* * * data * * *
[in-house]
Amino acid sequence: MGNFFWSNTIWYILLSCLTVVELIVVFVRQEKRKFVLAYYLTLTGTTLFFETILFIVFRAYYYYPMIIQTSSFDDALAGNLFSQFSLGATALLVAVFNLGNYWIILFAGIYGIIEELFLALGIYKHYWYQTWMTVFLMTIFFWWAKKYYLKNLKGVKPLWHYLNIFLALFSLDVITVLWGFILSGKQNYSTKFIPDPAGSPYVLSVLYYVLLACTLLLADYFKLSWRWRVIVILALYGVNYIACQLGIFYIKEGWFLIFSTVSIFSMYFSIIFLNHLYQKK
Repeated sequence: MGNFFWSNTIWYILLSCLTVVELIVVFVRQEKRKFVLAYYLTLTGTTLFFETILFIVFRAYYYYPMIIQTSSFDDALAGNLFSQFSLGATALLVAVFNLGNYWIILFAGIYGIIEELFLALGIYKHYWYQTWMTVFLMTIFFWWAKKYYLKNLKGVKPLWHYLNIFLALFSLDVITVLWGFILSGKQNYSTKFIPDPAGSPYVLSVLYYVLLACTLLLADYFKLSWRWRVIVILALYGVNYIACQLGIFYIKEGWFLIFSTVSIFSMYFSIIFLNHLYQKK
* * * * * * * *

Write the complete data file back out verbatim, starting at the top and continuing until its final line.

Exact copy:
[in-house]
Amino acid sequence: MGNFFWSNTIWYILLSCLTVVELIVVFVRQEKRKFVLAYYLTLTGTTLFFETILFIVFRAYYYYPMIIQTSSFDDALAGNLFSQFSLGATALLVAVFNLGNYWIILFAGIYGIIEELFLALGIYKHYWYQTWMTVFLMTIFFWWAKKYYLKNLKGVKPLWHYLNIFLALFSLDVITVLWGFILSGKQNYSTKFIPDPAGSPYVLSVLYYVLLACTLLLADYFKLSWRWRVIVILALYGVNYIACQLGIFYIKEGWFLIFSTVSIFSMYFSIIFLNHLYQKK
Repeated sequence: MGNFFWSNTIWYILLSCLTVVELIVVFVRQEKRKFVLAYYLTLTGTTLFFETILFIVFRAYYYYPMIIQTSSFDDALAGNLFSQFSLGATALLVAVFNLGNYWIILFAGIYGIIEELFLALGIYKHYWYQTWMTVFLMTIFFWWAKKYYLKNLKGVKPLWHYLNIFLALFSLDVITVLWGFILSGKQNYSTKFIPDPAGSPYVLSVLYYVLLACTLLLADYFKLSWRWRVIVILALYGVNYIACQLGIFYIKEGWFLIFSTVSIFSMYFSIIFLNHLYQKK